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I really enjoy most Lewton produced films became I don't find them to be campy.     This is why I also like the original Frankenstein and The Wolf Man (the best,  most non-campy, Universal horror films IMO).     I.e. 'actual horror' is borderline camp by definition.  

 

It's a shame most of these films get trotted out just once a year. The Kim Hunter title probably turns up more often, because when they do birthday tributes for her, or have a night of Kim Hunter essentials, she has such a relatively short filmography they usually include THE SEVENTH VICTIM.

 

I think my favourite of the Lewtons is the one with Richard Dix (THE GHOST SHIP) and I also like BEDLAM, because it's a departure to see sweet demure Anna Lee in a horror film.

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It's a shame most of these films get trotted out just once a year. The Kim Hunter title probably turns up more often, because when they do birthday tributes for her, or have a night of Kim Hunter essentials, she has such a relatively short filmography they usually include THE SEVENTH VICTIM.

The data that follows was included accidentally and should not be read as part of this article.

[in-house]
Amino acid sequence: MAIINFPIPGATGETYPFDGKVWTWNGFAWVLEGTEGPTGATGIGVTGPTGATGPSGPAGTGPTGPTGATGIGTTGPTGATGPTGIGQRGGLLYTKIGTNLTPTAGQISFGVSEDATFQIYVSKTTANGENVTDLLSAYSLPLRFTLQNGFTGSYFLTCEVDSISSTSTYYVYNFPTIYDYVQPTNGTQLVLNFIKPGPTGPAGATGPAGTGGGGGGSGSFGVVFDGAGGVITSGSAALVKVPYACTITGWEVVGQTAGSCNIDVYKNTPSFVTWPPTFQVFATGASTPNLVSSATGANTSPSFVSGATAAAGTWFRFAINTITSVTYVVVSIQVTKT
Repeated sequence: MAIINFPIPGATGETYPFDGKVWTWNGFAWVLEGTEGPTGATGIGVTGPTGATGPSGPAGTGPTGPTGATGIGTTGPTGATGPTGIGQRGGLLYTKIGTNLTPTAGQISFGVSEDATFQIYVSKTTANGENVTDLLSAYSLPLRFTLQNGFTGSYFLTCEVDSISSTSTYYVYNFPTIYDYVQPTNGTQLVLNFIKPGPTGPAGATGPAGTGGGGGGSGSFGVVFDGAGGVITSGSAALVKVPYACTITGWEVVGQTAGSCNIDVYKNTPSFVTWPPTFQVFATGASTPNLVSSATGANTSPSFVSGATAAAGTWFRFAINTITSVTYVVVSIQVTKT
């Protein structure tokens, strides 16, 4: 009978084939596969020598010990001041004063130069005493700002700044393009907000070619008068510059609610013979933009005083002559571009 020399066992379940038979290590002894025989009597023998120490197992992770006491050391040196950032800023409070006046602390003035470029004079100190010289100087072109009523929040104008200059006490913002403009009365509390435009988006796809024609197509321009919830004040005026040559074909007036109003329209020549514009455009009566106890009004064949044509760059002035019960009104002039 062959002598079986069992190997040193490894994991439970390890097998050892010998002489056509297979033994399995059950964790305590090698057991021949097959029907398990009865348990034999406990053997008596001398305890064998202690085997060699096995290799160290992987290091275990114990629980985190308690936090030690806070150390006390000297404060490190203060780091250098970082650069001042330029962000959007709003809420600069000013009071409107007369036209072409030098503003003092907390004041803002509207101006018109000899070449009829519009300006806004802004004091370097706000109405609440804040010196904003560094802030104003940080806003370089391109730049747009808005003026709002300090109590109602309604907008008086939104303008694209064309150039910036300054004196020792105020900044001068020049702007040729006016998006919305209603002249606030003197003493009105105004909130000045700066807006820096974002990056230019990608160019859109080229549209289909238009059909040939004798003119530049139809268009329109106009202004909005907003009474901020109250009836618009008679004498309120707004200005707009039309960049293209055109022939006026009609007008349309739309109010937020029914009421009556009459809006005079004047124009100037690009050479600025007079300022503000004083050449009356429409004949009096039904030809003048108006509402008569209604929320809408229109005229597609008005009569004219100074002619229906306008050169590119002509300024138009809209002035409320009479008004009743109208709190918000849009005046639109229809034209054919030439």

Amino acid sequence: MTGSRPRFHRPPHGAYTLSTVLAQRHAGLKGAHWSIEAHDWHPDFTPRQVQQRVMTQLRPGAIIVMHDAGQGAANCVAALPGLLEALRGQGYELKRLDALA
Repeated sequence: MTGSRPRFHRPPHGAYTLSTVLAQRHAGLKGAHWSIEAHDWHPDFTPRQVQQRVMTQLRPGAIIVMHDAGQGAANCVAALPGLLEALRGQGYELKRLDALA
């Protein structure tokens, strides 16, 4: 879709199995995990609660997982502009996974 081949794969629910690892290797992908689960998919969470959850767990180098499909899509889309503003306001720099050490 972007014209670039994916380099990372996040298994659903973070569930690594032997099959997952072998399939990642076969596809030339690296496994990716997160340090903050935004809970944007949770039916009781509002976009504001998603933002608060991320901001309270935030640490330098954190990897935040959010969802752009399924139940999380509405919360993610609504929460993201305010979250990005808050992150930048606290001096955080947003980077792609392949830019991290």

I think my favourite of the Lewtons is the one with Richard Dix (THE GHOST SHIP) and I also like BEDLAM, because it's a departure to see sweet demure Anna Lee in a horror film.

" The Ghost Ship" is a very strange film

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The last two Val Lewton productions I saw were I Walked with a Zombie and The Leopard Man.  Both films had great sets and photography.  They functioned more as psychological horror, which engages the imagination.

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The last two Val Lewton productions I saw were I Walked with a Zombie and The Leopard Man.  Both films had great sets and photography.  They functioned more as psychological horror, which engages the imagination.

"The Leopard Man" is another strange film it's starts one way but then takes a turn for the bizarre.  And you are right Lewton's film are less about horror that about psychological terror